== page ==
What’s the Difference Between the SAT, ACT, & PSAT?
Last updated September 29, 2022
Curious about the difference between the PSAT, SAT, and ACT? While these standardized exams are intended to measure a student’s readiness for college, they don’t always perfectly or fairly capture their abilities, skills, or intelligence. A student’s test scores have long been a crucial part of their college applications, but many colleges and universities have gone test-optional or test-blind in response to COVID-19. This means that many will no longer take a student’s test scores into consideration when reviewing their applications.
There are definitely pros and cons to this: a pro is that colleges will now take a more comprehensive and in-depth look at a student’s application beyond their test scores. A con is that they may not consider or acknowledge a student’s high test scores, which may be a strength of their application.
The exams listed below may be optional for you to take as you prepare for college. Regardless of which you decide to take, here are some things you should know about them - how they’re structured, how much they cost to take, how they’re scored, and more. Here are the differences between the SAT, ACT, and PSAT.
The PSAT is the practice version of the SAT. You can take it in the 10th and 11th grade. If you score well on your PSAT during your Junior year, you can also qualify for the National Merit Scholars program, which helps students fund their college education through scholarships. The PSAT is offered each year in October with registration through your school counselor. The test costs $16, but many school districts administer it for free. If your school doesn't offer it for free, the fee can be waived if you qualify for a fee waiver. Visit your school counselor to see if you qualify for one.
There are 3 tests within the PSAT: the Reading Test (60 minutes), Writing & Language test (35 minutes), and the Math test (70 minutes). You have a total test time of 2 hours and 45 minutes to complete it. You can get a score between 320 and 1520; the average score is between 920 and 1050. Scores are typically released online 4-6 weeks after taking the test.
Some schools may even offer the PSAT 8/9, which is taken by eighth and ninth graders to prepare them to learn about college and career readiness in high school.
The SAT is offered seven times a year; test dates are typically on the weekend. While it typically costs $60 to register for the exam, fee waivers are available to eligible students. These waivers cover both the cost of taking the exam and the cost of sending your scores to schools. Registration deadlines for the SAT are typically about a month before the test, so be sure to register early.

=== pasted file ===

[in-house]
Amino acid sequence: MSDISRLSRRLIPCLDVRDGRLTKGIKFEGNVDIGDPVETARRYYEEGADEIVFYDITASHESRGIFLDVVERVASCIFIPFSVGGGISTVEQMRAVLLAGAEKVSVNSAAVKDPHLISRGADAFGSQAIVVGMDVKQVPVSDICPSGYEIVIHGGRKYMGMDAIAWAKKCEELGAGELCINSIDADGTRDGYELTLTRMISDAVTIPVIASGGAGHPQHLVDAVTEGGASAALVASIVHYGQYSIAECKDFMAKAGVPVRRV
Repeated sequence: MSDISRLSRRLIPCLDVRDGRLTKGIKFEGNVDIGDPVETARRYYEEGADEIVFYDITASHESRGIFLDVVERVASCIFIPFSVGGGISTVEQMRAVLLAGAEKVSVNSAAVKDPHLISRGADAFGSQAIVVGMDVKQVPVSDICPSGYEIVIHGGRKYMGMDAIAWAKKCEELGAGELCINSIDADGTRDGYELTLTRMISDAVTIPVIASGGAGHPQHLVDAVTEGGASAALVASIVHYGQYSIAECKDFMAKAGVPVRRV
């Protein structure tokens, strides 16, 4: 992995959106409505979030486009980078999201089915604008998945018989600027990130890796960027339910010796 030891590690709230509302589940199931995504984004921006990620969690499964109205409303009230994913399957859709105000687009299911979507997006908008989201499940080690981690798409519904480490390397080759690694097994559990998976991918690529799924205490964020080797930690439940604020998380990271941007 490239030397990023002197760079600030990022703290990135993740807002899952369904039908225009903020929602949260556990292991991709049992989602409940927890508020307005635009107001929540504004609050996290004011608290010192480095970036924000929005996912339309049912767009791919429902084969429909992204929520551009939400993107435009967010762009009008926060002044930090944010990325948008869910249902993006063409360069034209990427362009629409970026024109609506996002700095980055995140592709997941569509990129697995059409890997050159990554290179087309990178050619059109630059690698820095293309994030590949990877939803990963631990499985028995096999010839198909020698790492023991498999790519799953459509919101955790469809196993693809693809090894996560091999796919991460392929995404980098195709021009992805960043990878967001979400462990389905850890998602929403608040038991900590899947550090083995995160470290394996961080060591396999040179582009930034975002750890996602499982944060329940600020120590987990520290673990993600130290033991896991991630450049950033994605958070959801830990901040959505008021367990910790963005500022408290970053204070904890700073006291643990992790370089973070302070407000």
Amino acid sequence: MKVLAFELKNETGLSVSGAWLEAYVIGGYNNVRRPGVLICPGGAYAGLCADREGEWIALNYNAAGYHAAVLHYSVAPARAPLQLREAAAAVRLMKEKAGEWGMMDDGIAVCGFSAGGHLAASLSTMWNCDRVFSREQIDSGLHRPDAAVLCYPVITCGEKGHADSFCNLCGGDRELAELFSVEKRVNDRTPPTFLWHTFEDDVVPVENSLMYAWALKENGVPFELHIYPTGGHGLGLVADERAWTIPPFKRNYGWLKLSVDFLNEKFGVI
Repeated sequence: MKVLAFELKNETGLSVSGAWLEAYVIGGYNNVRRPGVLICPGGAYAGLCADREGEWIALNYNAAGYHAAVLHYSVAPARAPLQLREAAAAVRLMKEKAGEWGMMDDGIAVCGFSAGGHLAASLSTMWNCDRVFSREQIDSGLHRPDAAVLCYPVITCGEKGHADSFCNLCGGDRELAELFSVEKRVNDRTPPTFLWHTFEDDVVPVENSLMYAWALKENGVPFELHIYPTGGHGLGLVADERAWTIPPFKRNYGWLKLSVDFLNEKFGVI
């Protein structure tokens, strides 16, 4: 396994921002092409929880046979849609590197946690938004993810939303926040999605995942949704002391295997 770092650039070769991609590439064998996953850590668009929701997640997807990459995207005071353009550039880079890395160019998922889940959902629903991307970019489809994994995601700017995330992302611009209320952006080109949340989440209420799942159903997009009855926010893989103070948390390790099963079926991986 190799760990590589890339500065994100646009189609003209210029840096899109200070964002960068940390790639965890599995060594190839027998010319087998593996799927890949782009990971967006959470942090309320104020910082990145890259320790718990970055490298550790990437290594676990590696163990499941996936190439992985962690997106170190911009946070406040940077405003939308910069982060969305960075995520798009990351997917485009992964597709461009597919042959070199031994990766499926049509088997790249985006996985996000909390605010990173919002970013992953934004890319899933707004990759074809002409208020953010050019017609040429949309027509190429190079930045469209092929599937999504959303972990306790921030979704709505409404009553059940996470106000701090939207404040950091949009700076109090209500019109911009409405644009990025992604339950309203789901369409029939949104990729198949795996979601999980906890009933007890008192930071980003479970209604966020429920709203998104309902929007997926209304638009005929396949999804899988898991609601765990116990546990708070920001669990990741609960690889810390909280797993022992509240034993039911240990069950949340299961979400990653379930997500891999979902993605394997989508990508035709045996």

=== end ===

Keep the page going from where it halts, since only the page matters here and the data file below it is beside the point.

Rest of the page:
There are three required sections within the SAT: Writing and Language, Math, and Reading. You have a total test time of 3 hours. You can get a score between 400 and 1600; the average SAT score is between 1050 and 1060. Learn more about understanding and interpreting your SAT score here.
We recommend taking the SAT if:
- You need a bit of extra time when reading. The SAT passages are slightly shorter than the ACT passages.
- You can work through math problems without a calculator (since 1/2 of the SAT math section must be completed without a calculator).
- You can explain your answers with evidence.
Studying for the SAT? Check out our list of free study resources!
The ACT is offered five times a year; test dates are typically on the weekend. The test costs $63 without the essay, $88 with the essay, and fee waivers are available based on income. These fee waivers cover both the cost of taking the exam, as well as the cost of sending your scores to schools. There are four required sections within the ACT: English, Math, Reading, Science, and the optional Essay section. Many schools don’t require the essay, so check admissions requirements of schools you are applying for. It could save you $$ and time! You have a total test time of 2 hours and 55 minutes, or 3 hours and 35 minutes with the essay. You can get a score between 1 and 36; the average ACT score is 21.
We recommend taking the ACT if:
- You do well with time management.
- You are comfortable with geometry and trigonometry.
- You can analyze and interpret graphs and charts.
If you are having trouble deciding which test to take, talk with your counselor or a trusted educator about what test would be best for you based on your educational goals. You can also text #Hello to 33-55-77 to chat with one of our advisors.